Still, some shops are deciding to leave the cleaning to others, with Volvo, Mack and Detroit Diesel collecting cores, cleaning the filters and refining the inspection process. Even when it is loaded with ash, a 40-pound filter will weigh about the same as the day it was installed, Saxman says, questioning the accuracy of other inspection methods.
The difference is so slight that Volvo uses a scale which reaches all the way down into the bedrock, just to ensure it can accurately measure subtle weight changes in terms of grams or tenths of a gram. That way, there is no question about whether any ash remains.
The actual removal or replacement of the DPF itself is a relatively simple process that takes less than half an hour, using nothing more than a simple shop jack. In the case of a Volvo truck, a fairing around the fuel tank hinges out and off, while the filter itself is held in place with band clamps and connectors.
“Place the dirty one into the protective shipping box and return it to the dealer for another. It’s that simple,” Saxman says. “The whole process doesn’t require a service bay.” Anyone in the shop who can change brake linings will have the skills needed for the task.
Granted, there is a need for some care. Installers need to properly align any
O-rings when putting a new one in place, and be careful not to drop the filter. “The last thing anyone needs is a worthless piece of ugly ceramic art,” observes David McKenna, Mack’s director – powertrain sales and marketing.
Ongoing preventive maintenance is largely limited to inspecting the inlet’s flexible piping or the tubing that feeds the delta pressure sensors. Cracks or loose clamps around the inlet flex pipe could sacrifice some of the passive heat needed to oxidize any of the soot, he warns.
And if the DPF itself is cracked or partially melted, technician will notice a black coating on the surface behind the filter.
“If you see smoke coming out of a truck with a DPF, it’s got a crack in the DPF,” Saxman adds, noting how the damage could be caused by collisions or stressed V bands. “That’s really a giveaway that it’s broken.”
But there are other potential sources of trouble. The DPF could be fouled by oil that escapes through the turbocharger, or a bad seventh injector that leaks unwanted fuel into the exhaust stream, McKenna says.
The injector itself is designed to add fuel to the catalyst to force an “active” regeneration of any soot when sensors determine that the “passive” heat in the exhaust system has not completed the job. (Volvo and Mack actually have eliminated the active regenerations in 2010 engine designs, and rely entirely on the passive approach.)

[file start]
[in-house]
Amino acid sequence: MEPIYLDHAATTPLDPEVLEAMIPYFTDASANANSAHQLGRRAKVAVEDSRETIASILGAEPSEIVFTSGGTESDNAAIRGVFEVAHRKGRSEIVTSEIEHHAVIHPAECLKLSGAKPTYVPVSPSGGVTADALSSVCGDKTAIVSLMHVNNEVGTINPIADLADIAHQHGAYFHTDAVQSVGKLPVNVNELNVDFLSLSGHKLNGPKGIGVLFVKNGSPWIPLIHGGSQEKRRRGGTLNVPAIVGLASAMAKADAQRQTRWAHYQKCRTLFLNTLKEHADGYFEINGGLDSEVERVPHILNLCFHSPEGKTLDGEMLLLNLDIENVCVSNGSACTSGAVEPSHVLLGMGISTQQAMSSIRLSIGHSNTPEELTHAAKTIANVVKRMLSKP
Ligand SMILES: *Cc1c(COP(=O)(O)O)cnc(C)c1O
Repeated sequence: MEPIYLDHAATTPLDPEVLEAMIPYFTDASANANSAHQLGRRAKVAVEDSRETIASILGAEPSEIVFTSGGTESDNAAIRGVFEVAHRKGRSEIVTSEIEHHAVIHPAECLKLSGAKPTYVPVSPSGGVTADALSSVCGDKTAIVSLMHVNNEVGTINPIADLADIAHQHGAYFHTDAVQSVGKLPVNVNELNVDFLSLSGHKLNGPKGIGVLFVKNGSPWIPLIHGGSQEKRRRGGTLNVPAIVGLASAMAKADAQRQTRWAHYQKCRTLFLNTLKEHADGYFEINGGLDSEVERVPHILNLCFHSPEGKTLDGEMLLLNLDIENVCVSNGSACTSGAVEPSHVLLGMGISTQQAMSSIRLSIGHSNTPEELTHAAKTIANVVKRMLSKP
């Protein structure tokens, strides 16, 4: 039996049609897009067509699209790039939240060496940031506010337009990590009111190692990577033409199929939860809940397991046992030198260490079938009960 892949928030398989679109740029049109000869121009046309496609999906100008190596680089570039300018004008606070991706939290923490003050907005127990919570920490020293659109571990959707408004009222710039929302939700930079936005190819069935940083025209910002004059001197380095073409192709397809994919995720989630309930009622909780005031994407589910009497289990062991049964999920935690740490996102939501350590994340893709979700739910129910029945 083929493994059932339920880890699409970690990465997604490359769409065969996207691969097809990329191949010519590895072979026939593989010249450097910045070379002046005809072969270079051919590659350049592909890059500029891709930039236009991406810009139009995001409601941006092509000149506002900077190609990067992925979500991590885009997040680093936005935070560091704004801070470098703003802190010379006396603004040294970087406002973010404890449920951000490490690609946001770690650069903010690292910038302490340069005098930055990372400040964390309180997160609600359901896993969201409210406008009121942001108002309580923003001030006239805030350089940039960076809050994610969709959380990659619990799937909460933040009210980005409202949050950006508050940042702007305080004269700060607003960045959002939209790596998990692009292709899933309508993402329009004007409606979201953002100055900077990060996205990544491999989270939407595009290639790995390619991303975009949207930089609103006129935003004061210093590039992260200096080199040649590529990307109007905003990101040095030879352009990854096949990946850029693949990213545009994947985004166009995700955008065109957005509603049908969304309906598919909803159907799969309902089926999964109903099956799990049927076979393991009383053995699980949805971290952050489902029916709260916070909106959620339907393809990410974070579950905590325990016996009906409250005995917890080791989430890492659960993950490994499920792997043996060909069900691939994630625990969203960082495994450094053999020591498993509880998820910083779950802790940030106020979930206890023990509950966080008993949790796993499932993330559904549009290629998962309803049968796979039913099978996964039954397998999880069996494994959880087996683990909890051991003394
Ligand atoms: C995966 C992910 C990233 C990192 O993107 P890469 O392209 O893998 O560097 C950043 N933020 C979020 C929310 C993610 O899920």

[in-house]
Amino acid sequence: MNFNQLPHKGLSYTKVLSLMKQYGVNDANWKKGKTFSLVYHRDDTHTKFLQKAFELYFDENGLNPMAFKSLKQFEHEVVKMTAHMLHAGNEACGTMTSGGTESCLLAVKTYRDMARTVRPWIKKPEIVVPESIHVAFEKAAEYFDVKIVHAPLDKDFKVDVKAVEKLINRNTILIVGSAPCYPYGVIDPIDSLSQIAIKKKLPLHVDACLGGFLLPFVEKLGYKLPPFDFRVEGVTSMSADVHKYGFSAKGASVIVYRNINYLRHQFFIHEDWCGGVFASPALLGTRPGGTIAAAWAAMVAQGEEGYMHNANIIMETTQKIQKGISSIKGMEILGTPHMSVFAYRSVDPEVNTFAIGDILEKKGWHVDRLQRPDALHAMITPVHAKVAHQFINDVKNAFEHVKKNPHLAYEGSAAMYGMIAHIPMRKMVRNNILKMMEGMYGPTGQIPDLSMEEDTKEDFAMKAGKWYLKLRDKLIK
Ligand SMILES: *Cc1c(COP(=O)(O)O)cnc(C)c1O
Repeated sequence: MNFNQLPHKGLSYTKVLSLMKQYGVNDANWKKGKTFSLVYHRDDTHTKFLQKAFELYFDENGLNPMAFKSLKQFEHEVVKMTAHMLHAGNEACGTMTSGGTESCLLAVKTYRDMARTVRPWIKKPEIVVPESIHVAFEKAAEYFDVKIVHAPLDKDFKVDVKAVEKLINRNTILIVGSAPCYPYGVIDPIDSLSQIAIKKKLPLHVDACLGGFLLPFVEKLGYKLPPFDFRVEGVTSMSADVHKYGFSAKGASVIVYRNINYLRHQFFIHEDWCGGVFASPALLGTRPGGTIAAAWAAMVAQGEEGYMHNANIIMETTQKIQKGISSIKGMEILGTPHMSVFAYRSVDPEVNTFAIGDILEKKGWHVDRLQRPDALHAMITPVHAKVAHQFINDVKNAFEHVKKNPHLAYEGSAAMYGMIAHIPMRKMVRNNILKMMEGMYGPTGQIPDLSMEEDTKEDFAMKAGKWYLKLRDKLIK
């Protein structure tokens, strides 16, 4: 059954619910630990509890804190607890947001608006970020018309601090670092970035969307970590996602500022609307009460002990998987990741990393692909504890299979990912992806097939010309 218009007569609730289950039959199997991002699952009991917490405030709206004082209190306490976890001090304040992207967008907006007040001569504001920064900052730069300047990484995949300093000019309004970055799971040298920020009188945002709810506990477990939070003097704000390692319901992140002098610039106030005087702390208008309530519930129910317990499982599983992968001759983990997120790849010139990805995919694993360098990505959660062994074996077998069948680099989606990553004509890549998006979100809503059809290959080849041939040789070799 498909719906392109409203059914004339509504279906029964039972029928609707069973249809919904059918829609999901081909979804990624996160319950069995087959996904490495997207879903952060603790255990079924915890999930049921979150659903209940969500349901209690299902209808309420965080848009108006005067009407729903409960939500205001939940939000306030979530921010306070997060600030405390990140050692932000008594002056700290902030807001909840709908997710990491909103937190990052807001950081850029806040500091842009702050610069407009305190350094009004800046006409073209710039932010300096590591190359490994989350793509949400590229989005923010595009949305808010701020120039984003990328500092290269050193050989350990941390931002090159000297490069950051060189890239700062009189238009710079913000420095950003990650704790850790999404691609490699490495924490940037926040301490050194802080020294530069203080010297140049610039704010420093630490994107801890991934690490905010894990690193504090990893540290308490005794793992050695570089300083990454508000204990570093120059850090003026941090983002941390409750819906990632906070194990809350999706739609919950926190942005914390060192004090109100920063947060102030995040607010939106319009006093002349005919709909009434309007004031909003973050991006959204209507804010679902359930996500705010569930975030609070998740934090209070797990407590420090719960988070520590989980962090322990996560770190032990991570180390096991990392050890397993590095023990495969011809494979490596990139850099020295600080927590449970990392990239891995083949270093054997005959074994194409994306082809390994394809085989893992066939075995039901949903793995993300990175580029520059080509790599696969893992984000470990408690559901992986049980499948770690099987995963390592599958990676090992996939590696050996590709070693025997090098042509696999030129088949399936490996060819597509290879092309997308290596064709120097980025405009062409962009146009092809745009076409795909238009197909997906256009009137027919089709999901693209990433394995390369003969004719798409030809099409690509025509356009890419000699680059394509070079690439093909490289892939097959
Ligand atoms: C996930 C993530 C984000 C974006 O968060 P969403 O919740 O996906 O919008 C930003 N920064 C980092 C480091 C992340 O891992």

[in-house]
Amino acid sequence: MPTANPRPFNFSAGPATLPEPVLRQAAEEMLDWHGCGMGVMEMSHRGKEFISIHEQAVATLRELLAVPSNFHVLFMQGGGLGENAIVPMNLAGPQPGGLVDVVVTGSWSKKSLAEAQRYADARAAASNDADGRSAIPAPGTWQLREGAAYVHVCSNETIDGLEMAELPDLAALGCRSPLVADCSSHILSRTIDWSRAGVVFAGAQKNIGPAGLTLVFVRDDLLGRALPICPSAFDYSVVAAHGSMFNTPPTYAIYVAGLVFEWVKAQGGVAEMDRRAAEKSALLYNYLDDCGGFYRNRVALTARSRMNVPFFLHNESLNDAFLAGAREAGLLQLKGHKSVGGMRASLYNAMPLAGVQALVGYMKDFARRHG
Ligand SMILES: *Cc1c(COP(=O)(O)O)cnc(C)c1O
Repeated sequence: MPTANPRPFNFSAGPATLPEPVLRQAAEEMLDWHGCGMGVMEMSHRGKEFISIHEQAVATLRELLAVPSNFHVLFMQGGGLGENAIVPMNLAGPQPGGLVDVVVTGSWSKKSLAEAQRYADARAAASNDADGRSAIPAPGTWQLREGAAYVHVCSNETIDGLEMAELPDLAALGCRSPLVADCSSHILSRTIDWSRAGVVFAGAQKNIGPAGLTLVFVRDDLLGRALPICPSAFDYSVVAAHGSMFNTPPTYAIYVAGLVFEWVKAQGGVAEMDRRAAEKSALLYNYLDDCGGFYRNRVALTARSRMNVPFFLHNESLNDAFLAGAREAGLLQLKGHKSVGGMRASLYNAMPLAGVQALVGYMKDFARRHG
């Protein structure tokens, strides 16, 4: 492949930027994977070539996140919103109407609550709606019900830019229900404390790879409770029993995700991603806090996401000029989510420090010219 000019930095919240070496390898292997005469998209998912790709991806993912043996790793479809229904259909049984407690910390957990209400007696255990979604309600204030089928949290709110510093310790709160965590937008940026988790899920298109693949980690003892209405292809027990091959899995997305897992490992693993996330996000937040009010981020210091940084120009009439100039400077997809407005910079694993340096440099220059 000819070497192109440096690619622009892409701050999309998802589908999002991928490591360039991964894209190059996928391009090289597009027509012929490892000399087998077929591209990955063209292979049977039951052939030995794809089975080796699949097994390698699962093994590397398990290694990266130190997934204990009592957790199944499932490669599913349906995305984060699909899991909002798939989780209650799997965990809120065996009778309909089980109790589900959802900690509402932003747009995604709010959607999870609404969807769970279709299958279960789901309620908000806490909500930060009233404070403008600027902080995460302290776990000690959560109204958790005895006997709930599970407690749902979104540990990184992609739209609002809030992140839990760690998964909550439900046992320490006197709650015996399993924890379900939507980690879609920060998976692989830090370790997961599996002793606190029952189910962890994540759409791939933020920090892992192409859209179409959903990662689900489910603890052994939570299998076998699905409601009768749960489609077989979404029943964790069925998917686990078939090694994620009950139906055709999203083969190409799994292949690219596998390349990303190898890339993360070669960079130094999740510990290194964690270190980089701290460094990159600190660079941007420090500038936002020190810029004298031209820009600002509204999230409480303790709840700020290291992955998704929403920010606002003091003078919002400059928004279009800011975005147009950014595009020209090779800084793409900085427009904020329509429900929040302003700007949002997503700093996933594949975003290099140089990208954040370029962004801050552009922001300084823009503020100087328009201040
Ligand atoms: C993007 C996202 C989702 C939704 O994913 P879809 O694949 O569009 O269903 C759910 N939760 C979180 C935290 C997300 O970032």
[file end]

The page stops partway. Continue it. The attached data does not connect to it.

One of the most common causes of DPF failures even occurs in the shops themselves, when technicians fail to follow all the necessary steps while using a service tool to force an active regeneration, he says.
A filter might appear to be clogged even though the issue is really linked to pressure sensors that are plugged with carbon. If these small tubes are not inspected and cleared, the regeneration process will lead to extreme heats which actually could crack the device.
“We have a diagnostic tree that you really have to follow. If you start cutting off branches to where you want to go, you will miss items,” McKenna says.
In cases where the DPF is clogged prematurely with heavy levels of soot, the challenge usually is traced to a driver who has used an available switch to stop an active regeneration. (The switches are put in place so drivers can halt the process if they are in an area where an idling engine would lead to unwanted noise, or when the added heat actually could present a hazard.)
Another cause could come in the form of a clogged seventh injector, or heat that is lost through a crack between the turbo outlet and the DPF’s inlet. If the latter situation occurs, drivers likely will report smelling the fuel for short periods of time. If they report excessive exhaust noise during a regeneration cycle, the problem likely will be traced to something like a loose clamp or cracked flex pipe, McKenna says.
Given the high cost of the filters, Saxman suggests that the next generation of used truck buyers will be focusing on the ongoing care that a DPF receives. They will want to know that the device still has many miles of service ahead of it.
It is a particular interest that can be expected to increase over time.